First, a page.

* This approach caused us some difficulty under Linux, because the
* condition variable broadcast not only made the threads runnable,
* but actually caused them to execute, and it was a while before
* the thread performing the wakeup had an opportunity to release the
* thread-suspend lock.
*
* This is a problem because, when a thread tries to acquire that
* lock, it times out after 3 seconds. If at some point the thread
* is told to suspend, the clock resets; but since the VM is still
* theoretically mid-resume, there's no suspend pending. If, for
* example, the GC was waking threads up while the SIGQUIT handler
* was trying to acquire the lock, we would occasionally time out on
* a busy system and SignalCatcher would abort.
*
* We now perform the unlock before the wakeup broadcast. The next
* suspend can't actually start until the broadcast completes and
* returns, because we're holding the thread-suspend-count lock, but the
* suspending thread is now able to make progress and we avoid the abort.
*
* (Technically there is a narrow window between when we release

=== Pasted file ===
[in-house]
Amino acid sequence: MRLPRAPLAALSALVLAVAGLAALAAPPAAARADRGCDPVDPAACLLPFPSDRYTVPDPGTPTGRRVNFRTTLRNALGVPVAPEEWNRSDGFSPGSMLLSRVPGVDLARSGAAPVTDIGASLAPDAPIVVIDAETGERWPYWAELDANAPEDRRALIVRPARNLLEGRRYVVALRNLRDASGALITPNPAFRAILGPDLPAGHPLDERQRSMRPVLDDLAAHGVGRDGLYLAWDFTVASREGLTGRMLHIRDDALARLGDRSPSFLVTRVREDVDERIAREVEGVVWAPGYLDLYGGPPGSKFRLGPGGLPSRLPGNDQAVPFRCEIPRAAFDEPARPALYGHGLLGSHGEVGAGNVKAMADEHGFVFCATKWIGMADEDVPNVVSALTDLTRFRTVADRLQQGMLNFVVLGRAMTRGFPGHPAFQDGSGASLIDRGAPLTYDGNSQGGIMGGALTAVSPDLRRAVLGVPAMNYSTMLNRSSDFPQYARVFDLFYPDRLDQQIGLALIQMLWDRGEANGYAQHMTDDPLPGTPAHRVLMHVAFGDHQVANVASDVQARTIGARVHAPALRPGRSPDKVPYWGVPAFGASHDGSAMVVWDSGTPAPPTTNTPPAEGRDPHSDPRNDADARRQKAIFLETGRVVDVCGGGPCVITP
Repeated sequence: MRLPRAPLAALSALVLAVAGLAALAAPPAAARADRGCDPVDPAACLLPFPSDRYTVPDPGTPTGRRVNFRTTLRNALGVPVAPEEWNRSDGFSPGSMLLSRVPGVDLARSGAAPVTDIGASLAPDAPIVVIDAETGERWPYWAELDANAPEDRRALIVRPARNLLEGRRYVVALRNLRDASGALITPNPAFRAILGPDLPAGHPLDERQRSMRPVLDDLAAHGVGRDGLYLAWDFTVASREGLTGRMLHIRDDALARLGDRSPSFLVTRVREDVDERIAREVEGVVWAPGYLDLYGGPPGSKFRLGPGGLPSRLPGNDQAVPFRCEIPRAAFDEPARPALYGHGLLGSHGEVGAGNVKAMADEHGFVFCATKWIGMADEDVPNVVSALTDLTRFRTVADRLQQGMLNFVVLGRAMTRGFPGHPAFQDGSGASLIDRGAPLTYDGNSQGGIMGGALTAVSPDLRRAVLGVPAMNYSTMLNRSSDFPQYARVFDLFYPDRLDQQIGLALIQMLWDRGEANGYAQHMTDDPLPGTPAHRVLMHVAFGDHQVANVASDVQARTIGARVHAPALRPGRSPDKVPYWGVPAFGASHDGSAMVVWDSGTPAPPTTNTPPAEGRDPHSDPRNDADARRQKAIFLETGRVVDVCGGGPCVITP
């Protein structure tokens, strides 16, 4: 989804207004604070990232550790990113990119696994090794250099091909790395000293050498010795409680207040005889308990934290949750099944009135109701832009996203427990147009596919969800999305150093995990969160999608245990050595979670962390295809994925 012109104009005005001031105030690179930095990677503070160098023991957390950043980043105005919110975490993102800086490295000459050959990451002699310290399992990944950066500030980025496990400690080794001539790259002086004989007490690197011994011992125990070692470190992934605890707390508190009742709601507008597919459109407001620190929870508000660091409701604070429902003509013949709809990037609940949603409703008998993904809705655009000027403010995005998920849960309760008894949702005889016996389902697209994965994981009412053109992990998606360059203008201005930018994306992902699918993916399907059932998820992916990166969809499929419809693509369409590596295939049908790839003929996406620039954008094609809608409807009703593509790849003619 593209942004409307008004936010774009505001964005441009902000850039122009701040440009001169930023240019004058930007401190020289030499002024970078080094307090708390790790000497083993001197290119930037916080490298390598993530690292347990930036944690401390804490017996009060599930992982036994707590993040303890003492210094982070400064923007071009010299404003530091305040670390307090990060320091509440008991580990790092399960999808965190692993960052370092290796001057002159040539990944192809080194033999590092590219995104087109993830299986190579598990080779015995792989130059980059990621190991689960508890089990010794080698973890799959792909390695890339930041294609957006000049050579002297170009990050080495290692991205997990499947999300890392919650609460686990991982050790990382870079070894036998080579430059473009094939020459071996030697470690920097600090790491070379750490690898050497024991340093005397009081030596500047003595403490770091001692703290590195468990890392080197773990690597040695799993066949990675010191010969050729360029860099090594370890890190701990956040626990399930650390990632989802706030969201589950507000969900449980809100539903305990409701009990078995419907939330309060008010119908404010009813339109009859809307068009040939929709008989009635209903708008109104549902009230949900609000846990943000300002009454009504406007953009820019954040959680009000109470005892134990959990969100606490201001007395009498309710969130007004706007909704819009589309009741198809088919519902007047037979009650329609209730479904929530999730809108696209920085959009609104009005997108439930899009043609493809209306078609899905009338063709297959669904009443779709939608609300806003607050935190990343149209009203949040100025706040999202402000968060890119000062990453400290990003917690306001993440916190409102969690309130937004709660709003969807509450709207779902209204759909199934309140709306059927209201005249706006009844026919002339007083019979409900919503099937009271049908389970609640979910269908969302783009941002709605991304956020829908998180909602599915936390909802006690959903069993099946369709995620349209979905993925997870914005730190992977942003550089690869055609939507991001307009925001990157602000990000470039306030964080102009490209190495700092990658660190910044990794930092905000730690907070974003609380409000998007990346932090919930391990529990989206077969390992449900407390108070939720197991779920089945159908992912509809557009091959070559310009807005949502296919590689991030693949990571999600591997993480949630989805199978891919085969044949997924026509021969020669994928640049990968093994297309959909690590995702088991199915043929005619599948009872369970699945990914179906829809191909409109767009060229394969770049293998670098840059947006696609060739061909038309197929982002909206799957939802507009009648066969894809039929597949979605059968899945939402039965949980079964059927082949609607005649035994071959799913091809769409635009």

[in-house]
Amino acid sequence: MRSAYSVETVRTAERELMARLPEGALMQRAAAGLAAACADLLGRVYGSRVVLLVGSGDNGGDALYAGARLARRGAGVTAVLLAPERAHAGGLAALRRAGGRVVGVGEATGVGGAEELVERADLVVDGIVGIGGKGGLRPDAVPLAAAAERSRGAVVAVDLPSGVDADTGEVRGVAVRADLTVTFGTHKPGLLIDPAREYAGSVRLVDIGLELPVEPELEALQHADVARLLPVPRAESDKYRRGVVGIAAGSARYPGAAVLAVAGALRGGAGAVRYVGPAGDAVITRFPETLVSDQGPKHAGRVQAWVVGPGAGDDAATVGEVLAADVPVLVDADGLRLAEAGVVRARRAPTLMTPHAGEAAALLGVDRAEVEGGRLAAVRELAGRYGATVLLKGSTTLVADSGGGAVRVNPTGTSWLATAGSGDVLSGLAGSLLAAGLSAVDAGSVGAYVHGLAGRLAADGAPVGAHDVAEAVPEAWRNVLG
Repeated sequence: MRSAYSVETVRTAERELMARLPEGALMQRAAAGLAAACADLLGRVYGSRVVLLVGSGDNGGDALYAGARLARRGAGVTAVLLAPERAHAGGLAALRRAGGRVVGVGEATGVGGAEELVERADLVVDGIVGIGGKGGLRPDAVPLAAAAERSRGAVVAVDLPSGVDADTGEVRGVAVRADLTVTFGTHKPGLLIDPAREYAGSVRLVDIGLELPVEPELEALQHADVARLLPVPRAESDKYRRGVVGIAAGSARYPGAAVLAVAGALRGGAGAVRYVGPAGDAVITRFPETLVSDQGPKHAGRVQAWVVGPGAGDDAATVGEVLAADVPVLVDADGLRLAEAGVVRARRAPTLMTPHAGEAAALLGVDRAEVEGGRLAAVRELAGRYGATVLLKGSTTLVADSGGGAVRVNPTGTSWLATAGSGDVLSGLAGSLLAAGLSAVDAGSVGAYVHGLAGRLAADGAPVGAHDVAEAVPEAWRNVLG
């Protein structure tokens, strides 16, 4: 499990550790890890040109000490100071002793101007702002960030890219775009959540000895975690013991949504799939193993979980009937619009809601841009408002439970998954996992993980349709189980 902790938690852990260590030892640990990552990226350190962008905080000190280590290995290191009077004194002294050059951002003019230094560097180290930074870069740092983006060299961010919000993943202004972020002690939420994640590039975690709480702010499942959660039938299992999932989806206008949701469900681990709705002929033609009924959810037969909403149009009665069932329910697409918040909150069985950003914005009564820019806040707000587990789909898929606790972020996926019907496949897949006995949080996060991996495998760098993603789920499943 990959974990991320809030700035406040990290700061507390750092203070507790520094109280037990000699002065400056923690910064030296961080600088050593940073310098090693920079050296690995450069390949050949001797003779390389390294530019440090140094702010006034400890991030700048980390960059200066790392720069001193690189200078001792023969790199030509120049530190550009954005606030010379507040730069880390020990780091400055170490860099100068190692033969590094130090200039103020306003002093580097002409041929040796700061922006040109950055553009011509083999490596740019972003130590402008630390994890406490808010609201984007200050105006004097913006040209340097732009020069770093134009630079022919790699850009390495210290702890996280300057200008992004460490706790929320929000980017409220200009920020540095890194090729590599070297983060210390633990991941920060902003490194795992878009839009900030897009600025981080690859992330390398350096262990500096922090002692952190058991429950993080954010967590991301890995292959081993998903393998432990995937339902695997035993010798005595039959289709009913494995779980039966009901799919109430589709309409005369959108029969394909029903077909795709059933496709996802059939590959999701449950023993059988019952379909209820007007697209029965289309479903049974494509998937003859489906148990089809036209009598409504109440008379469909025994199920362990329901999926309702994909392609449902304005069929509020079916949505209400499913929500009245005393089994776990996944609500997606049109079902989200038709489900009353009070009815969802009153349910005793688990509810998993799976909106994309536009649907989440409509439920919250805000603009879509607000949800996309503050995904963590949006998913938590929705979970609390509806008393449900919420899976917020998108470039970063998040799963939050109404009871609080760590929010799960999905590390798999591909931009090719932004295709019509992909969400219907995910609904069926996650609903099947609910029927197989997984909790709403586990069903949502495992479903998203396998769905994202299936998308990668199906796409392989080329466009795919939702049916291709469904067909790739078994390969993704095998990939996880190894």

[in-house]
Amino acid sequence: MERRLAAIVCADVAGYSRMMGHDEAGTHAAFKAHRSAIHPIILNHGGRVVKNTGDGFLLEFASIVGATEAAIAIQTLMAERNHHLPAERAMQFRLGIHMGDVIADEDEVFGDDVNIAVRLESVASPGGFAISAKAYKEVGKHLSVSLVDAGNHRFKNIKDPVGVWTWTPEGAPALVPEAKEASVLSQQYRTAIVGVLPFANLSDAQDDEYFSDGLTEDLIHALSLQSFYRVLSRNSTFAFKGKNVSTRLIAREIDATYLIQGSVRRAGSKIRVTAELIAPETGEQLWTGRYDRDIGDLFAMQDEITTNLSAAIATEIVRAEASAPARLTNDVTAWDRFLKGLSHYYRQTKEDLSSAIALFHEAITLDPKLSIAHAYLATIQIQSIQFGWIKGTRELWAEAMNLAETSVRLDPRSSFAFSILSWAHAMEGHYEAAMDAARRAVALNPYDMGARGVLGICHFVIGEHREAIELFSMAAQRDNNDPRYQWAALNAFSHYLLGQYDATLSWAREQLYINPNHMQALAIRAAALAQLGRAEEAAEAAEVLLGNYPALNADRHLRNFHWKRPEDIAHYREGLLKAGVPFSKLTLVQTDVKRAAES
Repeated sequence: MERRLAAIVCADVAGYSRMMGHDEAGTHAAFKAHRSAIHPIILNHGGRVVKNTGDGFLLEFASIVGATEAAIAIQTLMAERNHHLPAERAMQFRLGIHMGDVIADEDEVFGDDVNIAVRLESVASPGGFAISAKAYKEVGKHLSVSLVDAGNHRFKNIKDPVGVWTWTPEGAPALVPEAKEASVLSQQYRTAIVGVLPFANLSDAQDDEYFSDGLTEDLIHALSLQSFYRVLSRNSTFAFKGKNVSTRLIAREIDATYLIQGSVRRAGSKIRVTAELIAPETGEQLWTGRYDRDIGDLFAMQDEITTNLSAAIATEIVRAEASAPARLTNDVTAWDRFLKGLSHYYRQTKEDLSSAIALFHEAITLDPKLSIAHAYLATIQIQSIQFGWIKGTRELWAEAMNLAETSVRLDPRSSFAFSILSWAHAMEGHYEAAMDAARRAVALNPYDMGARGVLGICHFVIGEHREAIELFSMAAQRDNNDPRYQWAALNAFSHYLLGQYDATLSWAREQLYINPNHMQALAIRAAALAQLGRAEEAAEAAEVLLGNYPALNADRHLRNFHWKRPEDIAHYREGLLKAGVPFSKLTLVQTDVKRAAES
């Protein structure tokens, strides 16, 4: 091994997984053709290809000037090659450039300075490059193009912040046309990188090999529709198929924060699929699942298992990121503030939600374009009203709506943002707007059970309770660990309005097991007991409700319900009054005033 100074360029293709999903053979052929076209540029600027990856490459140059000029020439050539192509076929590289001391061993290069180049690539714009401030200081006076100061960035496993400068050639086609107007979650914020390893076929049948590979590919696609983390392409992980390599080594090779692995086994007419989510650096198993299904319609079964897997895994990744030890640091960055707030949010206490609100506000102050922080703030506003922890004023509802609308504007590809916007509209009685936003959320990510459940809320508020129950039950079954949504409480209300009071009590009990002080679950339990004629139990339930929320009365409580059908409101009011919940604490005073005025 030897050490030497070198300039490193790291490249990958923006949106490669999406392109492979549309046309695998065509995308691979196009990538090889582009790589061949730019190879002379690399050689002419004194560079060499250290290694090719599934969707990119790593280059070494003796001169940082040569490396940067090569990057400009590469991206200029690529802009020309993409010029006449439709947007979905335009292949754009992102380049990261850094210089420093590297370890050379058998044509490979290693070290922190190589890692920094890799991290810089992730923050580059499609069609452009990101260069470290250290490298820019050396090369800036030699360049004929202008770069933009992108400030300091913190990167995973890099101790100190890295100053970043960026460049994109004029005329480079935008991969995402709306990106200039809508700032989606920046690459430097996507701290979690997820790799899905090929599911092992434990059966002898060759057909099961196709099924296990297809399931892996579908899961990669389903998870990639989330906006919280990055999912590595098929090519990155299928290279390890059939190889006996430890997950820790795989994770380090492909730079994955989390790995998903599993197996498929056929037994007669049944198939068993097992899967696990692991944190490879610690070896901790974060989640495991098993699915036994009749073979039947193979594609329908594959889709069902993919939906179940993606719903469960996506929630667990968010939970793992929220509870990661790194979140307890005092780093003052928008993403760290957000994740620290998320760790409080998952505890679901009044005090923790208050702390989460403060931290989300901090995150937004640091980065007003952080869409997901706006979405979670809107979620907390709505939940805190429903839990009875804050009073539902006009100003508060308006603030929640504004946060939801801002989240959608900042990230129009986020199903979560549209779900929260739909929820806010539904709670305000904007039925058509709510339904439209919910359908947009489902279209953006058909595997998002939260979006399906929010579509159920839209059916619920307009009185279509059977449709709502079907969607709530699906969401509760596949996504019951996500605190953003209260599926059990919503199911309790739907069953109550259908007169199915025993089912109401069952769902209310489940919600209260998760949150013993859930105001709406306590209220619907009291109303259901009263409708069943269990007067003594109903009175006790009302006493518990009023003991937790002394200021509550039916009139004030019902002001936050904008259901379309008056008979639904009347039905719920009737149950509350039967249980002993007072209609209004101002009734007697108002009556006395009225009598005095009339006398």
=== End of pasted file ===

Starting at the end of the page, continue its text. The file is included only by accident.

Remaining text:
* the thread-suspend lock and grab the thread-suspend-count lock.
* This could cause us to send a broadcast to threads with nonzero
* suspend counts, but this is expected and they'll all just fall
* right back to sleep. It's probably safe to grab the suspend-count
* lock before releasing thread-suspend, since we're still following
* the correct order of acquisition, but it feels weird.)
*/
LOG_THREAD("threadid=%d: ResumeAll waking others\n", self->threadId);
unlockThreadSuspend();
/*
* Broadcast a notification to all suspended threads, some or all of
* which may choose to wake up. No need to wait for them.
*/
lockThreadSuspendCount();
cc = pthread_cond_broadcast(&gDvm.threadSuspendCountCond);
assert(cc == 0);
unlockThreadSuspendCount();
LOG_THREAD("threadid=%d: ResumeAll complete\n", self->threadId);
}
/*
* Undo any debugger suspensions. This is called when the debugger
* disconnects.
*/
void dvmUndoDebuggerSuspensions(void)
{
Thread* self = dvmThreadSelf();